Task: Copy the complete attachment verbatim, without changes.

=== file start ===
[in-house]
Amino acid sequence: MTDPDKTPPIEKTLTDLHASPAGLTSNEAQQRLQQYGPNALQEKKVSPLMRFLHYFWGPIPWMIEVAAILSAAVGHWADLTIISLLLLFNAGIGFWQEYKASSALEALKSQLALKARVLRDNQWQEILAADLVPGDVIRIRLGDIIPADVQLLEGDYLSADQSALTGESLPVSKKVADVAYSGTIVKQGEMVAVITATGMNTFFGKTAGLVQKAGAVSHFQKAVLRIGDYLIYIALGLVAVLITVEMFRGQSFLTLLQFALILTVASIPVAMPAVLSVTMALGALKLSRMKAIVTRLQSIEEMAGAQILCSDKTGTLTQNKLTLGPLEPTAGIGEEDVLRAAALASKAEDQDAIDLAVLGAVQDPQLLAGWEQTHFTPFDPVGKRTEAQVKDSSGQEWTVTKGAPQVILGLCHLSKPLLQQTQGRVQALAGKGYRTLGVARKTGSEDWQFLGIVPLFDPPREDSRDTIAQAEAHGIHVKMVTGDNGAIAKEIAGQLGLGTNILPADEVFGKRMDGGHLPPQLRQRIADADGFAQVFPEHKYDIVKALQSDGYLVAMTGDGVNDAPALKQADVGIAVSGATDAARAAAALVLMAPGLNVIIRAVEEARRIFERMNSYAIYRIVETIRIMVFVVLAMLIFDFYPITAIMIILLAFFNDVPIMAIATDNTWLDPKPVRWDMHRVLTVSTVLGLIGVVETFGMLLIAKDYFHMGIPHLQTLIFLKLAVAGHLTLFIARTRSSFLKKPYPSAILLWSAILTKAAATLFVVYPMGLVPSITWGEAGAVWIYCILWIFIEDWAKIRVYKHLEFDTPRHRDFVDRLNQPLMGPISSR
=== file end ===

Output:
[in-house]
Amino acid sequence: MTDPDKTPPIEKTLTDLHASPAGLTSNEAQQRLQQYGPNALQEKKVSPLMRFLHYFWGPIPWMIEVAAILSAAVGHWADLTIISLLLLFNAGIGFWQEYKASSALEALKSQLALKARVLRDNQWQEILAADLVPGDVIRIRLGDIIPADVQLLEGDYLSADQSALTGESLPVSKKVADVAYSGTIVKQGEMVAVITATGMNTFFGKTAGLVQKAGAVSHFQKAVLRIGDYLIYIALGLVAVLITVEMFRGQSFLTLLQFALILTVASIPVAMPAVLSVTMALGALKLSRMKAIVTRLQSIEEMAGAQILCSDKTGTLTQNKLTLGPLEPTAGIGEEDVLRAAALASKAEDQDAIDLAVLGAVQDPQLLAGWEQTHFTPFDPVGKRTEAQVKDSSGQEWTVTKGAPQVILGLCHLSKPLLQQTQGRVQALAGKGYRTLGVARKTGSEDWQFLGIVPLFDPPREDSRDTIAQAEAHGIHVKMVTGDNGAIAKEIAGQLGLGTNILPADEVFGKRMDGGHLPPQLRQRIADADGFAQVFPEHKYDIVKALQSDGYLVAMTGDGVNDAPALKQADVGIAVSGATDAARAAAALVLMAPGLNVIIRAVEEARRIFERMNSYAIYRIVETIRIMVFVVLAMLIFDFYPITAIMIILLAFFNDVPIMAIATDNTWLDPKPVRWDMHRVLTVSTVLGLIGVVETFGMLLIAKDYFHMGIPHLQTLIFLKLAVAGHLTLFIARTRSSFLKKPYPSAILLWSAILTKAAATLFVVYPMGLVPSITWGEAGAVWIYCILWIFIEDWAKIRVYKHLEFDTPRHRDFVDRLNQPLMGPISSR